By Jonathan Copping, Lawyer, Stone King, London, UK
Following a legal action commenced by the UK Competition and Markets Authority (CMA) in respect of alleged breaches by Viagogo of consumer protection law, the English High Court has ordered Viagogo to “overhaul the way it does business”.
Viagogo, founded in London, UK, in 2006, is a major on-line ticket market place for ticket resales, with a network of more than 60 global websites and customers in 160 countries around the world.
The CMA and Viagogo reached a settlement to avoid the case being heard at trial.
The terms of the settlement were formalised in a Court Order handed down by Mr Justice Nugee on 27 November 2018.
The terms of this Order require Viagogo to comply with current legislation by:
- telling purchasers of tickets if there is a risk that they will be turned away at the door;
- informing customers which seat in the venue they will get;
- providing information about who is selling the ticket, so people can benefit from enhanced legal rights when buying from a business;
- not giving misleading information about the availability and popularity of tickets, which have the potential to lead to customers being rushed into making a buying decision or making the wrong choice;
- making it easy for people to get their money back under Viagogo’s guarantee when things go wrong; and
- preventing the sale of tickets that a seller does not own and may not be able to supply.
The terms of the Court Order must be complied with by mid-January 2019.
The CMA commenced enforcement proceedings against a number of other secondary ticketing websites in November 2017; however, the other websites – StubHub, GETMEIN! and Seatwave – all agreed to comply with the CMA requirements. The deadline for Viagogo of mid-January 2019 is in accordance with the deadline set for the other websites to change their practices.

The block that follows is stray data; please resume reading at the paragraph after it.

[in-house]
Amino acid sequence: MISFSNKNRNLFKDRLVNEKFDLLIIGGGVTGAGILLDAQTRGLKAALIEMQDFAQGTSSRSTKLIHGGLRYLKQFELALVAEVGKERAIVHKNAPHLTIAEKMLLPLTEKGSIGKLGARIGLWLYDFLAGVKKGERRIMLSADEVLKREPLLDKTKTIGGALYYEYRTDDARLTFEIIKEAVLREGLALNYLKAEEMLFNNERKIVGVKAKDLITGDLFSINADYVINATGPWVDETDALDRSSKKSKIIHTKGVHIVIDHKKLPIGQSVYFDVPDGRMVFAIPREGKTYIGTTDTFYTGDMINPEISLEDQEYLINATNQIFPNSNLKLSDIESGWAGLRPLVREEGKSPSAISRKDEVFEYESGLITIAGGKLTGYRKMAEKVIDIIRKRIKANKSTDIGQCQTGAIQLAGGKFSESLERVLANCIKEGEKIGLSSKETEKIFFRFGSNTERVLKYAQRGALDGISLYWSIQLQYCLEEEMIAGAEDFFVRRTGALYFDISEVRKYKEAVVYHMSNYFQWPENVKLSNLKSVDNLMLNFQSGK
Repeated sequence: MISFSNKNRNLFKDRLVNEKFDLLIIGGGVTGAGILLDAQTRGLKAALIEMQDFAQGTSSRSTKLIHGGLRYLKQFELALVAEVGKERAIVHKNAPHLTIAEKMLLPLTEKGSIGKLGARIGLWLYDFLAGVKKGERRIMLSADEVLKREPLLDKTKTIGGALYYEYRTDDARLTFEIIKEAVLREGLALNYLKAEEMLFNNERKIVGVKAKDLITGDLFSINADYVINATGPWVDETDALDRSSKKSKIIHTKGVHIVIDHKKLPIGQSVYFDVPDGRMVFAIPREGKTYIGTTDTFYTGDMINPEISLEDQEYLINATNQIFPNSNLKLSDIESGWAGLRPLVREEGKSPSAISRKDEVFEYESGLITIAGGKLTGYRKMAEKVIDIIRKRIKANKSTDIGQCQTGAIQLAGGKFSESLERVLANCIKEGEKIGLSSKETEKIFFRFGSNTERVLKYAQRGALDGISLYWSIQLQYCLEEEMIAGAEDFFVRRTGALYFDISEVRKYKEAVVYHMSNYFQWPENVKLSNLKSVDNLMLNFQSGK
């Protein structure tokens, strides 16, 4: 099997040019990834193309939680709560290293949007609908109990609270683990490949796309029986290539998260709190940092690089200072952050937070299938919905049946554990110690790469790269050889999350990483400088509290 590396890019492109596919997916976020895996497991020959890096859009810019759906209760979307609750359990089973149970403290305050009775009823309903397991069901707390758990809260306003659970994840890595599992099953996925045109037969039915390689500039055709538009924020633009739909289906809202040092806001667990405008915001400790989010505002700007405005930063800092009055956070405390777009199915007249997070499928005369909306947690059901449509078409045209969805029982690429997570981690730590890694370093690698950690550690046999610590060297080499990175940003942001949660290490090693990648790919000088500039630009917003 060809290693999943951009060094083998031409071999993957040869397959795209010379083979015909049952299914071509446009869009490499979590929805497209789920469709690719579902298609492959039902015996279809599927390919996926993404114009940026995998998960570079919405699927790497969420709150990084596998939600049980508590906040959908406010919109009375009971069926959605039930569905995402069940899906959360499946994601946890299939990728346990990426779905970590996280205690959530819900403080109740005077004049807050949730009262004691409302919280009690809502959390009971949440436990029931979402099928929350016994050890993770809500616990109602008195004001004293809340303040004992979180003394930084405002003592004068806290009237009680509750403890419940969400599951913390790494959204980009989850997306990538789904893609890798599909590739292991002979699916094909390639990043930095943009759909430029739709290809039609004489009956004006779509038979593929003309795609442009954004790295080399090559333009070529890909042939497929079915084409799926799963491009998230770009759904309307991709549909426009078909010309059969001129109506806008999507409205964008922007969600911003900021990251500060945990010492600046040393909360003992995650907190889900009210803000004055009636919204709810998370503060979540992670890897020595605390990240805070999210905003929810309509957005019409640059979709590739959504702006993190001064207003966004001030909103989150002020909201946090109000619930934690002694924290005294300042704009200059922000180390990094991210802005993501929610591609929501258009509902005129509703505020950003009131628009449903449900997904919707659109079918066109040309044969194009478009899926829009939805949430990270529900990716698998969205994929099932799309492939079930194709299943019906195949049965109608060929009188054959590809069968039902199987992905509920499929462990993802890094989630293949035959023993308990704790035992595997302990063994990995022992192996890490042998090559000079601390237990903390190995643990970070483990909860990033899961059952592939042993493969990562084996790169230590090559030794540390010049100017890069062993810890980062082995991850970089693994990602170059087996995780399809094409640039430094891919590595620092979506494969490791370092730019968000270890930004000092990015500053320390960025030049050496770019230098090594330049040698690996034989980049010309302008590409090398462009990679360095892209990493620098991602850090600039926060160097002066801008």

Commenting on the Court Order, the CMA Chief Executive Officer, Andrea Coscelli, stated:
“This court order is a victory for anyone who decides to buy a ticket through viagogo. We have been clear throughout our investigation that people who use these resale websites must know key facts before parting with their hard-earned money, including what seat they will get and whether there is a risk they might not actually get into the event at all.
Viagogo has agreed to a comprehensive overhaul of its site to ensure it respects the law, just like the other resale sites who have already signed commitments to improve the information they offer and give people a fair deal.”
The conclusion of the legal action against Viagogo, save for any enforcement action in respect of any non-compliance with the Court Order, largely concludes a successful investigation by the CMA into the practices of secondary ticketing websites.
The action being taken by such websites, including Viagogo, should result in improved protection for consumers when purchasing or attempting to purchase resale tickets for events, including major sporting ones.
Jonathan Copping may be contacted by e-mail at ‘JonathanCopping@stoneking.co.uk’